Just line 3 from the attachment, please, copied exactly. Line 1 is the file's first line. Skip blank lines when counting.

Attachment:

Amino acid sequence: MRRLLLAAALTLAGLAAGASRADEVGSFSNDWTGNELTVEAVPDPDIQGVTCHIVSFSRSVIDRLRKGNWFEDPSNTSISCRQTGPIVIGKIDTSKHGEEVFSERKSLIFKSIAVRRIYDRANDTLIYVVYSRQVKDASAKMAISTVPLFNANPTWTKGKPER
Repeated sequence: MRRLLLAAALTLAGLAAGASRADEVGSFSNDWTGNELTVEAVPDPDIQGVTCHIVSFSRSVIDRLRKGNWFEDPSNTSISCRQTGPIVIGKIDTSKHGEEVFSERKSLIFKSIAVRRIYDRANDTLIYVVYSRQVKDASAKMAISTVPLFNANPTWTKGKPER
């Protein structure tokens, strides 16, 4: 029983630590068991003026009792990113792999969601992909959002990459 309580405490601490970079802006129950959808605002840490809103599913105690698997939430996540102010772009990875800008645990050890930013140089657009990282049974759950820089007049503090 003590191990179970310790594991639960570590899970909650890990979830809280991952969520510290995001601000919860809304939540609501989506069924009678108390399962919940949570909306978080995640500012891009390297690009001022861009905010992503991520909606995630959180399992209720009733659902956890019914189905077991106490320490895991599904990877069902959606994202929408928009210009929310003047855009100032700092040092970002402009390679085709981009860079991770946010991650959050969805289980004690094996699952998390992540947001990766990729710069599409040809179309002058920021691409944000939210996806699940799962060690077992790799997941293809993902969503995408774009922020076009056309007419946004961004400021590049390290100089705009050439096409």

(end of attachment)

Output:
């Protein structure tokens, strides 16, 4: 029983630590068991003026009792990113792999969601992909959002990459 309580405490601490970079802006129950959808605002840490809103599913105690698997939430996540102010772009990875800008645990050890930013140089657009990282049974759950820089007049503090 003590191990179970310790594991639960570590899970909650890990979830809280991952969520510290995001601000919860809304939540609501989506069924009678108390399962919940949570909306978080995640500012891009390297690009001022861009905010992503991520909606995630959180399992209720009733659902956890019914189905077991106490320490895991599904990877069902959606994202929408928009210009929310003047855009100032700092040092970002402009390679085709981009860079991770946010991650959050969805289980004690094996699952998390992540947001990766990729710069599409040809179309002058920021691409944000939210996806699940799962060690077992790799997941293809993902969503995408774009922020076009056309007419946004961004400021590049390290100089705009050439096409």